Tesla Inc. could have avoided its recent struggle delivering cars to customers quickly if it hadn’t insisted on handling its own retailing, according to the head of America’s biggest auto dealership group.
Mike Jackson, the CEO of AutoNation Inc., said Tesla CEO Elon Musk -- who tweeted last week that his company had shifted from production hell to delivery logistics hell -- should be free to run his business however he wants. But Jackson couldn’t resist taking a bit of a victory lap over the electric-car maker’s recent growing pains.
“For a boutique-y model, what he’s doing is fine,” Jackson said of Musk in an interview on Bloomberg Radio. “As soon as he wants to do volume, it’s gonna be an issue. Well, here we are, we’re now at the issue. It is hell.”
A Tesla spokesman didn’t have immediate comment. On Wednesday, Musk tweeted anew with the customer who complained to him on Twitter three days earlier about her Model 3 being delayed indefinitely, which prompted his apology in a post declaring that his company was in delivery hell.
The customer wrote on Tuesday that she now has her Model 3. She thanked Musk and Tesla and said the car “exceeds all expectations.” Musk wrote back:
Musk, 47, has flouted the traditional franchised auto dealer model that’s been around more than a century, opting to instead enable customers to order online and shop at company-owned stores. Tesla also has cast doubt on how committed traditional dealers will be to selling electric vehicles after decades of selling internal combustion engine-powered vehicles.
Choosing to circumvent the franchise model has put Tesla on a collision course with dealer associations in states including Connecticut and Michigan. While the company has waged several successful court fights elsewhere, laws in select states have stayed on the books to prevent Tesla and other manufacturers from handling the delivering or servicing of their own vehicles.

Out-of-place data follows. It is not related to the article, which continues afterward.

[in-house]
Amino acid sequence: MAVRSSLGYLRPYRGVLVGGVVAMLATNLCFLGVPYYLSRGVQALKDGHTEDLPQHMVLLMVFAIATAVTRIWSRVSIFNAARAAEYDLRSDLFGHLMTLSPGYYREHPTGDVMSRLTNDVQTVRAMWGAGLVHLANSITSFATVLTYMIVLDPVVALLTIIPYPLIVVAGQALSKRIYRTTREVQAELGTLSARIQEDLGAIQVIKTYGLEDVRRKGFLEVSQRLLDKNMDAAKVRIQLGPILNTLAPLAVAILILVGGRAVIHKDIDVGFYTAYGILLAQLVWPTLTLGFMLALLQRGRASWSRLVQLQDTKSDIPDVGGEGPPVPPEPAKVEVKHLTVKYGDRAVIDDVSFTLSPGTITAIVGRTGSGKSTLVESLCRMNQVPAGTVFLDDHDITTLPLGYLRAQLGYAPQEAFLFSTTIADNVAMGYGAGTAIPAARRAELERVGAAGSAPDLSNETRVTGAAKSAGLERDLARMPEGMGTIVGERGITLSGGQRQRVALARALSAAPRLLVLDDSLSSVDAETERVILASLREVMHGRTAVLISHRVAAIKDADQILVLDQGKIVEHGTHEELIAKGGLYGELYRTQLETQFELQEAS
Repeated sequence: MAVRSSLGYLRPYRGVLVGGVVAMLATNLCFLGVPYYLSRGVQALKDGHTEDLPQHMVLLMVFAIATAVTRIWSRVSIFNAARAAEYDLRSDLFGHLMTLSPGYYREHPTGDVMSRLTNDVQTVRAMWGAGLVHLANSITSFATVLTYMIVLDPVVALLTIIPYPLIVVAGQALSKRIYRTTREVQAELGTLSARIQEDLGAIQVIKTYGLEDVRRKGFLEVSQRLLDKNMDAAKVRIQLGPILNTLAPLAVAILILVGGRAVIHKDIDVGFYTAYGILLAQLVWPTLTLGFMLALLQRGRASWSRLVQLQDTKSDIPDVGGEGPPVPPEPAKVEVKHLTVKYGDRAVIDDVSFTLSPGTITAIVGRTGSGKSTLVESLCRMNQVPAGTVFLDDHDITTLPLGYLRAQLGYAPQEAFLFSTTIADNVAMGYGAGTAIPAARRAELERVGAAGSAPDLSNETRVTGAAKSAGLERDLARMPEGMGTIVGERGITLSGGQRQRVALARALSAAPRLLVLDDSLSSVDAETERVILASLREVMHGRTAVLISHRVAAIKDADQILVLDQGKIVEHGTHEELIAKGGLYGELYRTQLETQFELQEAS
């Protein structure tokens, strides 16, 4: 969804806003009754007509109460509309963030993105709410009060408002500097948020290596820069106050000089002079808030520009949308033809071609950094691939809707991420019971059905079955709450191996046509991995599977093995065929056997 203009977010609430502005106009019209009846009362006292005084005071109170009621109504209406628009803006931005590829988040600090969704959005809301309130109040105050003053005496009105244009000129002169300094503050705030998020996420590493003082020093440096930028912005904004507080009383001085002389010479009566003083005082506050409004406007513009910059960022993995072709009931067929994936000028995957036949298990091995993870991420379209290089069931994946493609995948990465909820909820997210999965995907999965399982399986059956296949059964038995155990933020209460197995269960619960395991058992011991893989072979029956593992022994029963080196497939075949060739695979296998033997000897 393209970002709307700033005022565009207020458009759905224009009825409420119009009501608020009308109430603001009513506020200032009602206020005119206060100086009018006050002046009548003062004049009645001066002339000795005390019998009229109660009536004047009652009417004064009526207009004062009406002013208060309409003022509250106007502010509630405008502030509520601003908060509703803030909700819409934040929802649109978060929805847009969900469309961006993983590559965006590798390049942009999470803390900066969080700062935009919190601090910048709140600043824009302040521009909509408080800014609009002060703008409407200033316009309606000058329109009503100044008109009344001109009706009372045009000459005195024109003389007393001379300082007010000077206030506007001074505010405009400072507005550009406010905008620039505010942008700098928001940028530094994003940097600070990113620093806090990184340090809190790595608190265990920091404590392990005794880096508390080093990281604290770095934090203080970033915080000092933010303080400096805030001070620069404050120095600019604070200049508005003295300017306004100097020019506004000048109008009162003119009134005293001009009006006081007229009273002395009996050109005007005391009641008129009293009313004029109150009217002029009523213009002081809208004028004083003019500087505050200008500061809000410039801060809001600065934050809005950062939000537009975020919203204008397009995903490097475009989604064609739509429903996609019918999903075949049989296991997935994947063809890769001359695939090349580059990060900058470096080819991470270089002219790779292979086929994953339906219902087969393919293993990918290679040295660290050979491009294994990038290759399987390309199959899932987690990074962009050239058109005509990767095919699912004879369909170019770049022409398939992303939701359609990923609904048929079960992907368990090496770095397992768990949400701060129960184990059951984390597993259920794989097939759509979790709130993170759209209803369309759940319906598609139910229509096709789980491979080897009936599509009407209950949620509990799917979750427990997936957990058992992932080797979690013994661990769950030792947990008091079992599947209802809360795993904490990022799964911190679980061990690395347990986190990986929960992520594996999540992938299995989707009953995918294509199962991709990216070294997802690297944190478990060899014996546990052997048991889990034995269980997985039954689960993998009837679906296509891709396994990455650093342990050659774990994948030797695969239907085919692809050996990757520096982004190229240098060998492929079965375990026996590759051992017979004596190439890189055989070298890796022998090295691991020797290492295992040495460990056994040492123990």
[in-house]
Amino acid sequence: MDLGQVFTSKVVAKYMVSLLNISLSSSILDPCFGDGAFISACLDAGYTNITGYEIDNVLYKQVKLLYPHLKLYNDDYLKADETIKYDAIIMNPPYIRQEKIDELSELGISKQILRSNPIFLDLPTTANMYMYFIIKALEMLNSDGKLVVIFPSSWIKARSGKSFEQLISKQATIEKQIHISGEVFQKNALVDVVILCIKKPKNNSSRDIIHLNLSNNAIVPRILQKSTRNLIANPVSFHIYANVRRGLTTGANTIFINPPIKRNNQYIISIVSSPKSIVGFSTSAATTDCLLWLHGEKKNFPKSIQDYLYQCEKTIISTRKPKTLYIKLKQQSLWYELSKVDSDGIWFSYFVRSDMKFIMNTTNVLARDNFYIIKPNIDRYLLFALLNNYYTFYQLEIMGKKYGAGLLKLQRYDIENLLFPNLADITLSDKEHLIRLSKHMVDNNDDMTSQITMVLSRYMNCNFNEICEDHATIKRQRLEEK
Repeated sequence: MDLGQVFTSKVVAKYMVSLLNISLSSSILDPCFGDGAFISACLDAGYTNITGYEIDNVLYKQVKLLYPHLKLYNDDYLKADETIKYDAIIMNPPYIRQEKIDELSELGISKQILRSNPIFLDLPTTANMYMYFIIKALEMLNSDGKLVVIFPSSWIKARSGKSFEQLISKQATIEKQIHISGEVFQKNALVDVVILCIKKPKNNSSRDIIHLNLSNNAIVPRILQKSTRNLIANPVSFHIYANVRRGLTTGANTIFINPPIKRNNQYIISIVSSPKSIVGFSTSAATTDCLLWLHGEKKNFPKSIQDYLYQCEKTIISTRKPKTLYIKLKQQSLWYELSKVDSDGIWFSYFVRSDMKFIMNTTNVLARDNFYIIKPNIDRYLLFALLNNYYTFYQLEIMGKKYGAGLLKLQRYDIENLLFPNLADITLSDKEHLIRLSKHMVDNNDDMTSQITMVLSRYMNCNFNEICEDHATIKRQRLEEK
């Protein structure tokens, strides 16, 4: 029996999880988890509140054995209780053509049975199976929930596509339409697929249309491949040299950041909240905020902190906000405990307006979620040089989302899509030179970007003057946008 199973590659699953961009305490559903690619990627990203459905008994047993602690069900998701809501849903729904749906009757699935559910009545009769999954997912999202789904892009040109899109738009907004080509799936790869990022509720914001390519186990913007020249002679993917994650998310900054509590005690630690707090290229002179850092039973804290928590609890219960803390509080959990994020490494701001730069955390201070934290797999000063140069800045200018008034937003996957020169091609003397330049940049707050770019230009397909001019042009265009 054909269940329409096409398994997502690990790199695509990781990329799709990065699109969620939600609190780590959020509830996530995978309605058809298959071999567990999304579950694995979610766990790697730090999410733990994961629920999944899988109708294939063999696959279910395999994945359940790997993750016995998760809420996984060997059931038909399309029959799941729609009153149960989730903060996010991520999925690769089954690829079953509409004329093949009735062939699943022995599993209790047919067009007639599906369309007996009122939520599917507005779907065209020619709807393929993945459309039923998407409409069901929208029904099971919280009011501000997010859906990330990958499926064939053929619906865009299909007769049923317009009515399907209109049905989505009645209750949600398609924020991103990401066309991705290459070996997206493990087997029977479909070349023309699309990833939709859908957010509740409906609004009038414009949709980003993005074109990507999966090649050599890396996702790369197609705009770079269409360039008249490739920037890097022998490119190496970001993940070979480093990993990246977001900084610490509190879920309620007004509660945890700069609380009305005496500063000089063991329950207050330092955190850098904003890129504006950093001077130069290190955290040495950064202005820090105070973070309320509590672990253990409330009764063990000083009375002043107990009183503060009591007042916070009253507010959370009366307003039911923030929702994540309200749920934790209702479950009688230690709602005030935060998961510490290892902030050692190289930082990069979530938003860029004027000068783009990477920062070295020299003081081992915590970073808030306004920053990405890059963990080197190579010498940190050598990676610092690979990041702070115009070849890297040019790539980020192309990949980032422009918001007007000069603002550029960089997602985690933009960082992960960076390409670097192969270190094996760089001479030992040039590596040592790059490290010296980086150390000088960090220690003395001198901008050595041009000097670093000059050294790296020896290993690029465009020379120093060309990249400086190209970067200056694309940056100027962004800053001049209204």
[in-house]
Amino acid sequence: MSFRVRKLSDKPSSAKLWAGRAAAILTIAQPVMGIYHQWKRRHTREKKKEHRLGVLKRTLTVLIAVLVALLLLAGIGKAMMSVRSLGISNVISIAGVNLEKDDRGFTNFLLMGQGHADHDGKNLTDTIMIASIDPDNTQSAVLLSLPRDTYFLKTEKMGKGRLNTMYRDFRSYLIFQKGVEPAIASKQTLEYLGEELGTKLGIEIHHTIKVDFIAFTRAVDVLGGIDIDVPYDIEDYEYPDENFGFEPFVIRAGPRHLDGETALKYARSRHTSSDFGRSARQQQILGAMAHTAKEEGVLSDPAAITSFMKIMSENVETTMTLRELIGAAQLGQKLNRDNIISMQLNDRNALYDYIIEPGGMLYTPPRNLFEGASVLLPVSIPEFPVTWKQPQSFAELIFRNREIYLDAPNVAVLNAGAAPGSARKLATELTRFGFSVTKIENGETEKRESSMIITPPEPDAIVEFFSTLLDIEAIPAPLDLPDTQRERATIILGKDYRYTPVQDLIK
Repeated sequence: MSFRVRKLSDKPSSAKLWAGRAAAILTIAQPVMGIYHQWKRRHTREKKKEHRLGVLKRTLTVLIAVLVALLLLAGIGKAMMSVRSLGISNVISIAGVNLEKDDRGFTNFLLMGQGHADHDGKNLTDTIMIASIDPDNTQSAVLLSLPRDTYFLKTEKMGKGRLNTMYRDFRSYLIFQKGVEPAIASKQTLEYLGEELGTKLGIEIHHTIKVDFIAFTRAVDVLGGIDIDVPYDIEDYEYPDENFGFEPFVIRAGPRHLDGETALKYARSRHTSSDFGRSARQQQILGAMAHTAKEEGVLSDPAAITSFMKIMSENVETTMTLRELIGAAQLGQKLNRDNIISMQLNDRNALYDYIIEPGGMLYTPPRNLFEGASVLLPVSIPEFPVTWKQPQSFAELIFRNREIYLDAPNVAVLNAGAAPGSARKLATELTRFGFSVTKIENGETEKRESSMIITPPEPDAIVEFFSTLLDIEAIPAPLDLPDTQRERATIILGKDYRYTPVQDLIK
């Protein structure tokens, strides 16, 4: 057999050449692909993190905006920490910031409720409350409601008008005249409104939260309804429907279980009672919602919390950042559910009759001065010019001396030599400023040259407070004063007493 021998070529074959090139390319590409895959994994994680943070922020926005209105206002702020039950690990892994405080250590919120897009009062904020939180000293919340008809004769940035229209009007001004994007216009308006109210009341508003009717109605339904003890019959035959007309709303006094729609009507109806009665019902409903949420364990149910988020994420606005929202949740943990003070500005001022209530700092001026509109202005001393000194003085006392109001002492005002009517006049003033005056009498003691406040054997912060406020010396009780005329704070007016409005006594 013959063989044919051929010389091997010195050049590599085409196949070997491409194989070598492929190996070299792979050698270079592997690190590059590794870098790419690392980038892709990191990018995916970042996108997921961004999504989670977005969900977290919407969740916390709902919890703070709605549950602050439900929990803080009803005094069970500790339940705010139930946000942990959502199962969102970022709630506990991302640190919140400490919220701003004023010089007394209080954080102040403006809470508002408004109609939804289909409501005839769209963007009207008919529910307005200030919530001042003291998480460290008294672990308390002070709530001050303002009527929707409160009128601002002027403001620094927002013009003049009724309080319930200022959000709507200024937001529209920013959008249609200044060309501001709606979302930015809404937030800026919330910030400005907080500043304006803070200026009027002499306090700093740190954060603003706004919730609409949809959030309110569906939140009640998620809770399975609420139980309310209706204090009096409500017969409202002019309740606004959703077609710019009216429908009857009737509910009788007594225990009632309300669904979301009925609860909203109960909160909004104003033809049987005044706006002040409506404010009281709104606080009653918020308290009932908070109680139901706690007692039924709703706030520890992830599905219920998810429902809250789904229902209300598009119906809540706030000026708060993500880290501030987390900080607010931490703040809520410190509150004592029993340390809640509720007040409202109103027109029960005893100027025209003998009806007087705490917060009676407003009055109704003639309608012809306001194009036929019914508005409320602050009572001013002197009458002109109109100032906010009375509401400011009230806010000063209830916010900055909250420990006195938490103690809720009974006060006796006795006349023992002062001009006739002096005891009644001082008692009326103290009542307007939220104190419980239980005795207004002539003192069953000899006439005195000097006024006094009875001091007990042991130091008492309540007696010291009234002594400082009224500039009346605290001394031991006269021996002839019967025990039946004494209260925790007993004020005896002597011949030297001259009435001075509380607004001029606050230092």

Musk’s approach to deliveries is being tested like never before now that Tesla has been making progress building more Model 3s, the sedan the company plans to eventually sell for less than $40,000. He said this month that the carmaker is about to build and deliver more than twice as many vehicles as it did last quarter. During the three months that ended in June, Tesla produced 53,339 vehicles and delivered 40,740.
Jackson, 69, predicted four years ago that Musk would have a hard time developing a superior approach to getting new cars into customers’ driveways. On a July 2014 earnings call, he said about 6 percent of the price consumers paid went to retailers.
“If we were sitting on big, fat margins that would be one thing, but it’s very hard to create another model that’s going to make that 6 percent even more efficient than what it already is,” Jackson told analysts. “It’s a system that works for all constituencies and I’m very optimistic, very confident that 10 years, to 15 years, 20 years from now, this auto-franchise system will still be in place.”
Jackson also said Wednesday that Tesla is about to face serious electric-car competition from established automakers, citing Audi’s e-tron crossover. He said that the unprofitable company has a capital structure that is “absolutely scary. So the sustainability and viability is very much open to question.”